Promoters of open office plans believe that by taking down walls and cubicles, employees will be more productive and create better work. Open offices allow for more collaboration. Open offices invite people talk face-to-face more, so they are more likely to have discussions. Open offices give people a sense of freedom.
That’s what they believe, anyway. Or that’s what they say to justify their choice to move to an open office plan.
In reality, people who work in open-plan spaces are interrupted more frequently than those in offices with doors or in cubicles (sometimes called cellular offices) (Al Horr et al., 2016). Employees in open offices aren’t just interrupted more often by their fellow co-workers; they also interrupt themselves more when in an open office environment (Dabbish et al., 2011).
Why Do We Still Have Open Offices?
For the most part, people don’t like working in open offices. Employees much prefer the privacy and reduced number of interruptions that come with cubicles and offices with doors. Sure, you might find the odd team here or there whose work specifically does benefit from having no walls. But for the most part, it doesn’t work.
Popular belief about open office plans state that in addition to promoting collaboration, they also exemplify an “open” corporate culture. Open offices look contemporary, mimicking the open floor plan that’s become popular in home design. Why have separate rooms for a kitchen, living room, and dining room when you can have one big open space? Such openness!
The bottom line is that open offices are better for the bottom line. They are much less expensive to build and maintain than cubicles or other kinds of cellular offices. The lack of walls and dividers makes it easy and virtually free to readjust the space as staffing rises and falls. You can also fit many more people in the same space when you omit walls (Planet Money, 2016).
Another reason open offices persist may be because big-name companies, such as Facebook and Google, still have them and show off pictures of their spaces. Their spaces look attractive, often because they are designed and decorated by professionals. And the companies are successful. So others imitate them.
I personally have a hard time buying that argument, however. The fact that it’s so much cheaper to have an open plan is a much better business reason. Pointing to the success of big-name companies and saying, “If only we looked more like them, we’d be just as successful!” sounds like post-hoc justification than serious business reasoning.
Backlash against open offices has been gaining momentum, but unfortunately, many of the solutions aren’t much better. Consider, for instance, work pods. You can see some examples of work pods by Steelcase, a company that makes designs and them. Some work pods look a lot like the business class seats on long-haul flights. Am I the only person who is turned off by the idea of being in a workstation designed to make me feel like I’m on an airplane? Why not pipe in 75-decibel white noise while we’re at it and offer miniature bottles of red wine to take the edge off?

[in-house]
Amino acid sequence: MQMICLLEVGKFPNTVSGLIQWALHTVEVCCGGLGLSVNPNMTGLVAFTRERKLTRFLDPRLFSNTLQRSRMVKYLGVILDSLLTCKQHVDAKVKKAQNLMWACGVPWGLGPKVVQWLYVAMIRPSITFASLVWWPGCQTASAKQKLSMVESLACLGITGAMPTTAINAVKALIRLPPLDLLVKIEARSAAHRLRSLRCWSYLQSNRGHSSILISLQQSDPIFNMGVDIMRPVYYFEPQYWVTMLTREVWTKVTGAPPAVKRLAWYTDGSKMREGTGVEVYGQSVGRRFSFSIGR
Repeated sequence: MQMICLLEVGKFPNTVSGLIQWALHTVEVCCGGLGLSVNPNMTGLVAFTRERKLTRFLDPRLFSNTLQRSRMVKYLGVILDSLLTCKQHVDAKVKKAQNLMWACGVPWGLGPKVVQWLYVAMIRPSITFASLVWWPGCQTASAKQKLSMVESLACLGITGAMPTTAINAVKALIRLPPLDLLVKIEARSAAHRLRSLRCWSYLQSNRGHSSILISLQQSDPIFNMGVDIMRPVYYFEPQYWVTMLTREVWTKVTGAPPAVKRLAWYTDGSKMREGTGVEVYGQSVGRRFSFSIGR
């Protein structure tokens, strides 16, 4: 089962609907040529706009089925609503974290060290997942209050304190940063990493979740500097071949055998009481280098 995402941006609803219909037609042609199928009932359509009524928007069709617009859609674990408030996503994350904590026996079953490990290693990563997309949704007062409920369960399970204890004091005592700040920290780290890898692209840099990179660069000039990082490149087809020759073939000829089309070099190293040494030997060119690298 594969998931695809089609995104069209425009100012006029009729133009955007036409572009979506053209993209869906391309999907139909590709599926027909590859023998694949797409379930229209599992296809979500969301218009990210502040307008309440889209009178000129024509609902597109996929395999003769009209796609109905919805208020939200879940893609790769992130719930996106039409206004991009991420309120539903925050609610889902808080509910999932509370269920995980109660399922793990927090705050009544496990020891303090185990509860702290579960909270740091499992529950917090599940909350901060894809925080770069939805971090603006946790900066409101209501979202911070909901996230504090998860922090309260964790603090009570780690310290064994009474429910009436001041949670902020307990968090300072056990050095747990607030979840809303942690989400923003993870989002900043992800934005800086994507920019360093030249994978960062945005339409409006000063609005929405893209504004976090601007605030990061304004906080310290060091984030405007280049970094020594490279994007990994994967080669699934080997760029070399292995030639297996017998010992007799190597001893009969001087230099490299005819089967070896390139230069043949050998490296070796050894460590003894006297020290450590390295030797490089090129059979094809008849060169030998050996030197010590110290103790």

Work pods are meant to be used by workers who need some temporary solitude. And they only give the illusion of privacy, not the real thing. You certainly couldn’t hold a private phone call while in a work pod. They also don’t give people a permanent space that is their own.
A Sense of Ownership
When I work, I want a space that’s mine, no matter how small. I want a place to leave my mug, a sweater, and maybe a few houseplants. I want to adjust my chair, desk, and computer monitor to the exact settings that are best for my body. I want my co-workers to know where I sit so they can find me when they need to talk in person. If you want me to feel like I’m a part of the organization, then I need to have a sense of belonging and ownership. A personalized desk, cubicle, or office room provides that.
You don’t get any of those outcomes with work pods or even a hot-desk or mobile workspace setup.
Al Horr, Y., Arif, M., Kaushik, A., Mazroei, A., Katafygiotou, M., & Elsarrag, E. (2016). Occupant Productivity and Office Indoor Environment Quality: A Review of the Literature. Building and Environment(105) 369-389.
Dabbish, L., Mark, G., & Gonzalez, V.M. (2001). Why Do I Keep Interrupting Myself?: Environment, Habit, and Self-Interruption. Proceedings of the SIGCHI Conference on Human Factors in Computing Systems: 3,127-3,130.
Planet Money podcast (2016). Episode 704: Open Office. http://www.npr.org/sections/money/2016/06/03/480625378/episode-704-open-office.
Lead image by K2 Space, CC.
9 thoughts on “Workers Hate Open Offices, So Why Do We Still Use Them?”
Thank you for the article – I’m a line level supervisor of professionals (purchasing agents) – average tenure in our area is 20+ years. Our company has jumped on the ‘open office’ bandwagon and we are moving from 12×14 fixed wall offices to 6×7 open offices in November (decision at the E level only).
Do you know of resources available to assist our workers in making the change from offices suitable for short meetings, phones with handsets, plenty of storage to mandated silence, no phones (softphone on PC), no storage and no options for digital filing?
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Even cubicles suck. So much distraction compared to when I had a private and semi-private office.
My employer is moving everyone to a massive new 30+ floor office tower that they are designing — and yes the whole building will be open concept. Tens of thousands of us all thrown in like cattle. You are right – it looks good on a brochure and is cheap. Sadly companies don’t care about their employees that much.
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